The Coordinating Committee of the Network for Landscape Conservation gathered for a picture on Boneyard Beach, Bull Island in the Cape Romaine National Wildlife Reserve in South Carolina. The field trip kicked off an April retreat in Charleston South Carolina to finalize the outcomes of the recent National Forum for Landscape Conservation and to identify strategic initiatives to advance the conservation at a landscape scale. Collaborative, cross border conservation is an emergingtrend in North America and beyond, offering a new approach to connect and protect nature, culture, and community. The Network was formed to serve as a new organizational center for practioners and to advance expertise on conservation at a landscape scale. The low country region is a great example of a conserved natural landscape with four Federal Wildlife Refuges, designation as the Carolinian-South Atlantic Biosphere Reserve, and ACE Basin Project that manages over 100,000 of protected lands and estuaries. However, it is the cultural heritage of the region, it is one of the centers of Gullah Geechee culture, that makes the landscape of truly global cultural and natural significance.
The Gullah Geechee people of today are descendants of enslaved Africans from various ethnic groups of west and central Africa, who were forced to work on the plantations of coastal South Carolina, Georgia, North Carolina, and Florida. The geographic isolation from outsiders and strong sense of family and community allowed the Gullah Geechee people to maintain a separate creole language and developed distinct culture patterns, which included more of the African cultural tradition than African-American populations in other parts of the United States. After the Civil War the island plantations were for the most part abandoned. The people of the region were able to maintain language, arts, crafts, religious beliefs, folklore, rituals and food preferences that are distinctly connected to their West African roots and to the natural resources of the coastal ecosystem
Today sprawling coastal development, changing job markets, and population shifts have impacted the natural resources of the low country and those same forces have adversely impacted many Gullah Geechee people. These changes have caused a loss of their traditional economy of farming, fishing, hunting, and small-scale marketing of subsistence products, most famously sweet grass baskets. In many cases real-estate development has led to loss of lands that had been in families for generations. First came the northern owned hunting clubs and estates, later military bases, and then resort and second home development. This encroachment by outsiders has resulted in out-migration, economic hardship, and loss of Gullah Geechee culture.
At the April meeting the members of the Coordinating Committee were privileged to hear from two women who are working to preserve the culture of the Gullah Geechee people that is so deeply rooted in the low country region. Heather L. Hodges, the recently appointed Executive Director of the Gullah Geechee Cultural Heritage Corridor Commission spoke about activities to expand and preserve the body of knowledge on the culture and history of the Gullah Geechee people in the Low Country and Sea Islands. She also gave a briefing on how much the landscape we see today in Charleston region was created by enslaved Africans using knowledge from their homeland to grow rice. To learn more read The Creation of the Rice Coast: A Global Exchange.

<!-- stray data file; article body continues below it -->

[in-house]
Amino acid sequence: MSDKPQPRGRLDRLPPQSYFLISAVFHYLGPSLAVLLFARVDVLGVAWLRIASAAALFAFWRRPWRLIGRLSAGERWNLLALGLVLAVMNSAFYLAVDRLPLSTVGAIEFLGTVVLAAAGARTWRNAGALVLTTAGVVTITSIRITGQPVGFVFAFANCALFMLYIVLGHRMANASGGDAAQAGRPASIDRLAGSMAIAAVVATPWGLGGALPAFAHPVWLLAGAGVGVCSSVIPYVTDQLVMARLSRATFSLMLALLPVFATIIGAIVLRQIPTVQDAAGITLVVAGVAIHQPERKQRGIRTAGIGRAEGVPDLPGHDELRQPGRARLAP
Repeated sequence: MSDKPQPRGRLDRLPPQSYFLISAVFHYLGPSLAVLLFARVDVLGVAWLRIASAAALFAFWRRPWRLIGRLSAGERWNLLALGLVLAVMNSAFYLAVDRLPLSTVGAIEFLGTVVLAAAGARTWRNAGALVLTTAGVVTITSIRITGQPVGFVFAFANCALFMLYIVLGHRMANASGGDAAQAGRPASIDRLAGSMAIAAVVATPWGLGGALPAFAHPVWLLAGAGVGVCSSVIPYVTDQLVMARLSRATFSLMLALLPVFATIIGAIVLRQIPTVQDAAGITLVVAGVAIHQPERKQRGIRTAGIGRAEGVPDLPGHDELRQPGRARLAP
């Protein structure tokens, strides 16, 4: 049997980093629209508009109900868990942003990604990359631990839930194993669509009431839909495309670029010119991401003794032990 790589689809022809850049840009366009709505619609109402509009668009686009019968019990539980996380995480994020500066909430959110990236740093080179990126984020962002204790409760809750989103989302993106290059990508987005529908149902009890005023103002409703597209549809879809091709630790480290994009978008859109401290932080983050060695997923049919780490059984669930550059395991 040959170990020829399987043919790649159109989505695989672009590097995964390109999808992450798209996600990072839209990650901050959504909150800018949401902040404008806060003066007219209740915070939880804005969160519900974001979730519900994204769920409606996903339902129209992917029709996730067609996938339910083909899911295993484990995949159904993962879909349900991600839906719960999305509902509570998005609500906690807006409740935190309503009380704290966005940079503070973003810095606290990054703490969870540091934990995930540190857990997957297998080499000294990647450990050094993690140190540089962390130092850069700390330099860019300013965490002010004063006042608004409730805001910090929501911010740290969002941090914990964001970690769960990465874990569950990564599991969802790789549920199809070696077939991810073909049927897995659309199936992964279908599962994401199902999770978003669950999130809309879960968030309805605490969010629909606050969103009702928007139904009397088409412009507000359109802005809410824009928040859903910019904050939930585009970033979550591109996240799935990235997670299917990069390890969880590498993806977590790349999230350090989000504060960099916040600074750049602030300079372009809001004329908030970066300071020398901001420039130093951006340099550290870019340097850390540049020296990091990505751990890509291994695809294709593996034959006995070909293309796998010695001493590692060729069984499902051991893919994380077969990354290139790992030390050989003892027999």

Jennie Stephens, Executive Director of the Center for Heirs Property Preservation, explained how her organization helps prevent land loss among the traditional African American land owners, who often owned family land in common. As explained on the Center’s web site”In the Lowcountry, heirs’ property is mostly rural land owned by African Americans who either purchased or were deeded land following Emancipation. At some point in the land’s ownership, it was passed down without a written Will – or was not legally probated within the 10 years required by SC law to make it valid – so the land became heirs’ property. Heirs’ property ownership is risky because the land can be easily lost. Any heir can force a sale of the property in the courts – OR can sell his/her percentage of ownership to another (outside of the family) who can force a sale of the entire property in the courts.
To address this loss of cultural fabric, the Center for Heirs Property Preservation aids low wealth heirs’ property owners by helping them obtain clear title and keep their family land through legal education, legal and mediation services, community empowerment and free Wills Clinics. In addition, the Center promotes the sustainable use of such land to provide increased economic benefit to historically under-served families.
For the Network for Landscape Conservation and all its partners, the Low Country of South Carolina is truly a powerful example of the interlinkage of nature and culture. It is a lesson that effective landscape scale conservation must begin with an understanding of the region’s cultural and natural heritage as well as the living traditions of today’s descendants. And to fully value the significance of the resource, we need to place the story within a global context. In this case it is the transatlantic slave trade, the market in global commodities, and the vast international Atlantic exchange of indigenous knowledge that were the forces behind the creation of this landscape.Fortunately, an effort is underway, led by the Charleston World Heritage Coalition, to nominate the iconic buildings and landscapes representative of the region’s Lowcountry plantation-driven culture as a UNESCO World Heritage Site. Perhaps at last the whole story will now be told.